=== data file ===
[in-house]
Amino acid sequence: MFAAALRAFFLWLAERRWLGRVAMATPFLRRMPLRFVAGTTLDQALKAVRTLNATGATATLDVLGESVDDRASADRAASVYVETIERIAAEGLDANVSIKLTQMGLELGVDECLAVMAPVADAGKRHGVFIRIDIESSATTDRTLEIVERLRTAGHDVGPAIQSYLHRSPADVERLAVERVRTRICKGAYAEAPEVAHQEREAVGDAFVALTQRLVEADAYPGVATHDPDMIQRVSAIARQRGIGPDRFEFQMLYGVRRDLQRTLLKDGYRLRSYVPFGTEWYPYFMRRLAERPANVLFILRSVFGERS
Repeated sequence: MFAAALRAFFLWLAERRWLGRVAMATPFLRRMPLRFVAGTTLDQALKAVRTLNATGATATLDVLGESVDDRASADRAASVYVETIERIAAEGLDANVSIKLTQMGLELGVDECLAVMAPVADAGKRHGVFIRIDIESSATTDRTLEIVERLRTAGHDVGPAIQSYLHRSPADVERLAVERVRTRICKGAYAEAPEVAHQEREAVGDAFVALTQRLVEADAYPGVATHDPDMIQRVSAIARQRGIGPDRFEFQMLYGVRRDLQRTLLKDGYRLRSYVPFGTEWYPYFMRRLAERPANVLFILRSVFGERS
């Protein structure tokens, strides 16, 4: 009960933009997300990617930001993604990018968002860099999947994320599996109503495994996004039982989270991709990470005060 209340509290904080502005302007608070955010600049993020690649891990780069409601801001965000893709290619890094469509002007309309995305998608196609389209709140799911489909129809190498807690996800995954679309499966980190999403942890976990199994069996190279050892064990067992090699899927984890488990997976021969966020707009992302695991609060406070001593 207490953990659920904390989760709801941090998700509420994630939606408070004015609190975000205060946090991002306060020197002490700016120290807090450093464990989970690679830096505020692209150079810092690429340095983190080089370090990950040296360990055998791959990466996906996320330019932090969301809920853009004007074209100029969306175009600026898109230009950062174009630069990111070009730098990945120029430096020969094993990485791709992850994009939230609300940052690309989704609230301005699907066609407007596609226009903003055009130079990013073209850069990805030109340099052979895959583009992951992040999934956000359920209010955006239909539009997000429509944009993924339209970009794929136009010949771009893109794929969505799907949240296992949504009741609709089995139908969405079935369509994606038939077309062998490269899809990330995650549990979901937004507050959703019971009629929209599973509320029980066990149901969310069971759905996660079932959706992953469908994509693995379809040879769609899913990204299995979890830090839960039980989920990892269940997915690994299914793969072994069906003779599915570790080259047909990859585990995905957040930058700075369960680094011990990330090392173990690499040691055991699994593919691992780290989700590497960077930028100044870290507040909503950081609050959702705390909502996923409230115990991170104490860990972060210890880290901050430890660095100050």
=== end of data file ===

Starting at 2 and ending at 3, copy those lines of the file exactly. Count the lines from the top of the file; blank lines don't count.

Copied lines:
Amino acid sequence: MFAAALRAFFLWLAERRWLGRVAMATPFLRRMPLRFVAGTTLDQALKAVRTLNATGATATLDVLGESVDDRASADRAASVYVETIERIAAEGLDANVSIKLTQMGLELGVDECLAVMAPVADAGKRHGVFIRIDIESSATTDRTLEIVERLRTAGHDVGPAIQSYLHRSPADVERLAVERVRTRICKGAYAEAPEVAHQEREAVGDAFVALTQRLVEADAYPGVATHDPDMIQRVSAIARQRGIGPDRFEFQMLYGVRRDLQRTLLKDGYRLRSYVPFGTEWYPYFMRRLAERPANVLFILRSVFGERS
Repeated sequence: MFAAALRAFFLWLAERRWLGRVAMATPFLRRMPLRFVAGTTLDQALKAVRTLNATGATATLDVLGESVDDRASADRAASVYVETIERIAAEGLDANVSIKLTQMGLELGVDECLAVMAPVADAGKRHGVFIRIDIESSATTDRTLEIVERLRTAGHDVGPAIQSYLHRSPADVERLAVERVRTRICKGAYAEAPEVAHQEREAVGDAFVALTQRLVEADAYPGVATHDPDMIQRVSAIARQRGIGPDRFEFQMLYGVRRDLQRTLLKDGYRLRSYVPFGTEWYPYFMRRLAERPANVLFILRSVFGERS